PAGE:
Labour’s shadow universities minister writes to universities
Dear university staff and students,
To begin, I would like to thank you all for the many ways universities, students and employees have risen to meet the challenges the pandemic has thrown up: final-year doctors, nurses and healthcare students have stepped in to fill vital roles on the front line; training for returning healthcare workers has been provided; labs have been mobilised for testing and research into the virus; and work is underway on vaccines. All testament to the important role universities play in our healthcare system.
Universities have a vital role to play not just during this crisis, and not just in healthcare, but in rebuilding and retraining the country afterwards. I believe maintaining the health of the sector and its ability to respond quickly to what will be an altered landscape is therefore essential.
I was very disappointed, then, that the government rejected the collective proposals put forward by Universities UK and chose instead just to bring forward the payment of student fees alone. This does nothing to address the underlying loss of income in the long term and consequently universities are being forced to set budgets in the dark without a safety net.
I understand this will pose enormous difficulties as budgets need to be signed off before 1 August and so before definite student numbers are known. Difficult decisions will have to be made on insufficient data. This will be creating added anxiety and stress for staff, many of whom have been living with the precarious nature of short-term contracts for some time. I urge universities to make full use of the furloughing scheme to prevent redundancies during this crisis.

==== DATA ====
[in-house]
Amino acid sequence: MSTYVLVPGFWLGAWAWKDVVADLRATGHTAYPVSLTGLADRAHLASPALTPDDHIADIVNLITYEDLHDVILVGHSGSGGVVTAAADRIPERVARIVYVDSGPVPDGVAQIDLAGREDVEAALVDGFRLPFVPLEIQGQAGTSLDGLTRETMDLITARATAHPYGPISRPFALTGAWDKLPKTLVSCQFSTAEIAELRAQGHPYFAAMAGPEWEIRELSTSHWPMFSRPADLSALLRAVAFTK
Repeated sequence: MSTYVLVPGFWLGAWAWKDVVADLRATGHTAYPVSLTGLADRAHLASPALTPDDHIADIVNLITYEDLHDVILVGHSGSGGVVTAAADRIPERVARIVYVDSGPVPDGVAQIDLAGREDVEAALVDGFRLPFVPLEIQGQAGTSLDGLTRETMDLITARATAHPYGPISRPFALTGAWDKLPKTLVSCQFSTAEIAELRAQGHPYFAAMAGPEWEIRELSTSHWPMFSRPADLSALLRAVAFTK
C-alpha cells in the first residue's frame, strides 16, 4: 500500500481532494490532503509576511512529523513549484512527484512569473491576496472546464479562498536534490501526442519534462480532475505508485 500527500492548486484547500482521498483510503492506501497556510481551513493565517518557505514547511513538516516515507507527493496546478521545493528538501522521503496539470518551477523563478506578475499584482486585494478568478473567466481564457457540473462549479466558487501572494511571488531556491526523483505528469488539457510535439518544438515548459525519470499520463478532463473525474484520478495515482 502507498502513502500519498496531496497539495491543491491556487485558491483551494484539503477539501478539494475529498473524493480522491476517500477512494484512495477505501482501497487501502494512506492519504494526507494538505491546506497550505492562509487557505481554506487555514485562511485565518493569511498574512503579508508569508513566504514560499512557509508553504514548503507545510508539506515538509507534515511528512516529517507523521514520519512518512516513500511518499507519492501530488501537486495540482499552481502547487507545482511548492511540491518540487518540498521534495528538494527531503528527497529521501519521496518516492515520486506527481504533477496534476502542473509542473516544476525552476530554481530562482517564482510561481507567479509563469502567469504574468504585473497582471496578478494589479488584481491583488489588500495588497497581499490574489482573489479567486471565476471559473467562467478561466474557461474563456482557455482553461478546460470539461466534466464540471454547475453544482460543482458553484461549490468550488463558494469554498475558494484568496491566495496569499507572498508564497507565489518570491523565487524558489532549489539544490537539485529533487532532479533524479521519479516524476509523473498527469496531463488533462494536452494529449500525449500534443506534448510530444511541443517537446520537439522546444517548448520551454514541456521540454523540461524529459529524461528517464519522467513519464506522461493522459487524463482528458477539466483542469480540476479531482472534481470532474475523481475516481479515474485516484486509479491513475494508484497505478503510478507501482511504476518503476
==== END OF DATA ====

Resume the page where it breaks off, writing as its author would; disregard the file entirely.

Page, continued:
Universities have been working hard to widen participation and inclusion. While much more remains to be done, important progress has been made. It is a matter of concern that the lockdown has brought most of this work to an abrupt halt and put progress made at risk. I fear an entire cohort risks being overlooked and I am keen to learn about good examples happening across the sector during this difficult time.
Meanwhile, those who have already been encouraged to attend university through widening participation routes and those from low-income backgrounds are finding themselves in financial difficulties. Many will have been supporting their studies with part-time work. These jobs are most likely to have been casual contracts that will not allow access to the furlough scheme. These students have been left behind.
Added to those pressures are those concerning their accommodation. Students have faced problems not only with finding rent but with charges for accommodation no longer needed, and many have already signed up to contracts starting as early as June which may no longer be required.
I commend the sector for the work it has done with purpose-built student accommodation providers in releasing students from obligations and for the majority of universities who have released students from university accommodation contracts.